A story I once heard about Philip Johnson, the famous American architect, made a permanent impression on me.

According to this story, Johnson was at lunch in NYC one day when he had the idea to build a skyscraper with a Chippendale pediment on the top (for those of you having difficulties picturing a Chippendale pediment, think of the split, roughly triangular top of a grandfather clock, or a chest of drawers or a bookcase by, um, Chippendale).


So (the story goes), he’s at lunch at the Four Seasons Restaurant in the Seagram Building (architect: Mies van der Rohe), makes a quick sketch of  a skyscraper with a Chippendale pediment, finishes his lunch, goes back to his office, hands the sketch (a long rectangle with a funny top) to his vast team of architects and engineers, tells them to design and build it according to his (so-far non-existent) specifications, and then goes home. Or to the movies. Or to bed.

The result? What everyone in the early 1980s described as THE great post-modern skyscraper: the new headquarters for AT&T.

I’ve often thought of this story over the years, at those moments in which I would do almost anything to turn a sketch of a book idea over to a team of architects and engineers (or writers) and go back to bed.

It’s the idea, after all, that generates the excitement. It’s the idea that makes your heart soar and your pulse race. It’s the idea that this one might be the big one, the one that Just Works, that makes you famous, that eases the anxiety of the blank page….forever. What a wonderful idea!

The rest is damned hard work.





12 thoughts on “This is how I’d like to write my next book.

  1. Liz 8 years ago

    Oh superb! I love this story. Inspiring and …no, just that. Inspiring.

  2. Katie 8 years ago

    Lots of people have a sketch and very few people have the architectural skills to build a story to support it…they really do just go to bed on an idea and never get up to write it.

    It’s so strange that you should post this because it’s exactly what I wrote in my review of There Is No Dog just yesterday: that what makes you an exciting writer is that you do have the vision to write the struts and frames that raise even the most radical sketch/ideas.

    1. Meg Rosoff 8 years ago

      What a lovely lovely review, Katie. Thank you so much — and I’m pleased to note we have similar taste — I also loved Unhooking the Moon and Where You’ll Find Me.
      But I’m afraid that some of the joyous energy you sensed in There Is No Dog was frustration and rage — it was a VERY hard book to write!!! I’m so glad it came across without the misery, though.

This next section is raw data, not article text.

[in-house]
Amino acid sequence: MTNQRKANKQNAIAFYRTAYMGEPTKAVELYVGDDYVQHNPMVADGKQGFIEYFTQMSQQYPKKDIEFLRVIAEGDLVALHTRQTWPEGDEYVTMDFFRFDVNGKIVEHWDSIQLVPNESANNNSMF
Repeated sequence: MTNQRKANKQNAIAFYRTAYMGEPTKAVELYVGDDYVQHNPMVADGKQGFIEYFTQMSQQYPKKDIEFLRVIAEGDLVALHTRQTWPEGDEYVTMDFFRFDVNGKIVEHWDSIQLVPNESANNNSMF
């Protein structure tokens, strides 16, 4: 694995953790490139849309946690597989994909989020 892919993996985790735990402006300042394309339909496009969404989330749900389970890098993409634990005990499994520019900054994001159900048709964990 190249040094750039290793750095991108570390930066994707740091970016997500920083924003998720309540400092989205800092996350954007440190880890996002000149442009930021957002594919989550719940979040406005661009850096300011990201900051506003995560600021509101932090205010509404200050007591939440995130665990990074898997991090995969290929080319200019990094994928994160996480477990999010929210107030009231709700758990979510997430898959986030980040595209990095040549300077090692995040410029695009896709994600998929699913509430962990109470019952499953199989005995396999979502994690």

The inside of my head usually feels like a crowd of juiced-up looters all arguing about what window to break next.

    2. Amanda 8 years ago

      “The inside of my head usually feels like a crowd of juiced-up looters all arguing about what window to break next.”
      Oh my, a riot in the mind…
      Do you need to bring in the guys with the shields to get the groceries bought?

  3. Mieke Z. Mackay 8 years ago

    That would be a great way to write a book wouldn’t it?

    I have heard of a rumor about the existence of a “book mill/factory” were an idea is generated and a group of fledgling writers create the bones and the flesh of the book. I have no idea if this is true or not. “Where there is smoke, there is fire,” I always say. So there just might be some truth to this.

    1. Mieke Z. Mackay 8 years ago

      “Doh!” Of course, I read about the rumor here. LOL!

  4. Mieke Z. Mackay 8 years ago

    I obviously wouldn’t make the roster for this “book mill/factory.” Sorry, correcting my typo: “book mill/factory” where…

  5. Amanda 8 years ago

    Wouldn’t we all like to be like Dumas pere et fils and have a galley of slaves toiling away and giving flesh to the idea? Nice post!

  6. Ariana 8 years ago

    I’m always surprised at the thought that there even might be people out there who don’t want to do anything but bringing other people’s ideas to fruition… that would be one unsatisfying life for me!

  7. erica 8 years ago

    i just want to be able to carry off the glasses. you know, big distinctive signature frames. I bought some philip johnson glasses, but all anyone ever says is, “oh, you look like harry potter.”

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